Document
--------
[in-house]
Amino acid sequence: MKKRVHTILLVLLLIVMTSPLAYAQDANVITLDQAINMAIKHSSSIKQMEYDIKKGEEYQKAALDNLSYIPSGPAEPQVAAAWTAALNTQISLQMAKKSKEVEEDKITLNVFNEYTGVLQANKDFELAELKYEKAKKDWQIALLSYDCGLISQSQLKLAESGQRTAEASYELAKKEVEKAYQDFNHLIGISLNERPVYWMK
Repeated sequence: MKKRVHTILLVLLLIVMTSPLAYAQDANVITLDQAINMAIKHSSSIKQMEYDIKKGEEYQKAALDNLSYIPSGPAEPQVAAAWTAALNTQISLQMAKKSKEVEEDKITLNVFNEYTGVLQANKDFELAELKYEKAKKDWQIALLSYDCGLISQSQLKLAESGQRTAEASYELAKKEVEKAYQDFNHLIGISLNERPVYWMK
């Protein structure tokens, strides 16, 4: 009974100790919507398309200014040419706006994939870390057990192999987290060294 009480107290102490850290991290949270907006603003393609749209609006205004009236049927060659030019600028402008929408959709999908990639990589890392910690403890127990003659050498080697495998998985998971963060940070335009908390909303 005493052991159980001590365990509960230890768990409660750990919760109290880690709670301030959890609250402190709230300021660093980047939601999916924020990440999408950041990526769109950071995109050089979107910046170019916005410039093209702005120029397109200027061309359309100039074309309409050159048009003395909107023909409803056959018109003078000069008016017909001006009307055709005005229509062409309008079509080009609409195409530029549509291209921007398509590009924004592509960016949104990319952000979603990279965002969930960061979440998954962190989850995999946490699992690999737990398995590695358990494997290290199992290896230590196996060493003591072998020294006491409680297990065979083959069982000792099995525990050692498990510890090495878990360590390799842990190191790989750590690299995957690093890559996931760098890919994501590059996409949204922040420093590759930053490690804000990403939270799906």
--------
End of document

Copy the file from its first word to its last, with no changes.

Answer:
[in-house]
Amino acid sequence: MKKRVHTILLVLLLIVMTSPLAYAQDANVITLDQAINMAIKHSSSIKQMEYDIKKGEEYQKAALDNLSYIPSGPAEPQVAAAWTAALNTQISLQMAKKSKEVEEDKITLNVFNEYTGVLQANKDFELAELKYEKAKKDWQIALLSYDCGLISQSQLKLAESGQRTAEASYELAKKEVEKAYQDFNHLIGISLNERPVYWMK
Repeated sequence: MKKRVHTILLVLLLIVMTSPLAYAQDANVITLDQAINMAIKHSSSIKQMEYDIKKGEEYQKAALDNLSYIPSGPAEPQVAAAWTAALNTQISLQMAKKSKEVEEDKITLNVFNEYTGVLQANKDFELAELKYEKAKKDWQIALLSYDCGLISQSQLKLAESGQRTAEASYELAKKEVEKAYQDFNHLIGISLNERPVYWMK
């Protein structure tokens, strides 16, 4: 009974100790919507398309200014040419706006994939870390057990192999987290060294 009480107290102490850290991290949270907006603003393609749209609006205004009236049927060659030019600028402008929408959709999908990639990589890392910690403890127990003659050498080697495998998985998971963060940070335009908390909303 005493052991159980001590365990509960230890768990409660750990919760109290880690709670301030959890609250402190709230300021660093980047939601999916924020990440999408950041990526769109950071995109050089979107910046170019916005410039093209702005120029397109200027061309359309100039074309309409050159048009003395909107023909409803056959018109003078000069008016017909001006009307055709005005229509062409309008079509080009609409195409530029549509291209921007398509590009924004592509960016949104990319952000979603990279965002969930960061979440998954962190989850995999946490699992690999737990398995590695358990494997290290199992290896230590196996060493003591072998020294006491409680297990065979083959069982000792099995525990050692498990510890090495878990360590390799842990190191790989750590690299995957690093890559996931760098890919994501590059996409949204922040420093590759930053490690804000990403939270799906």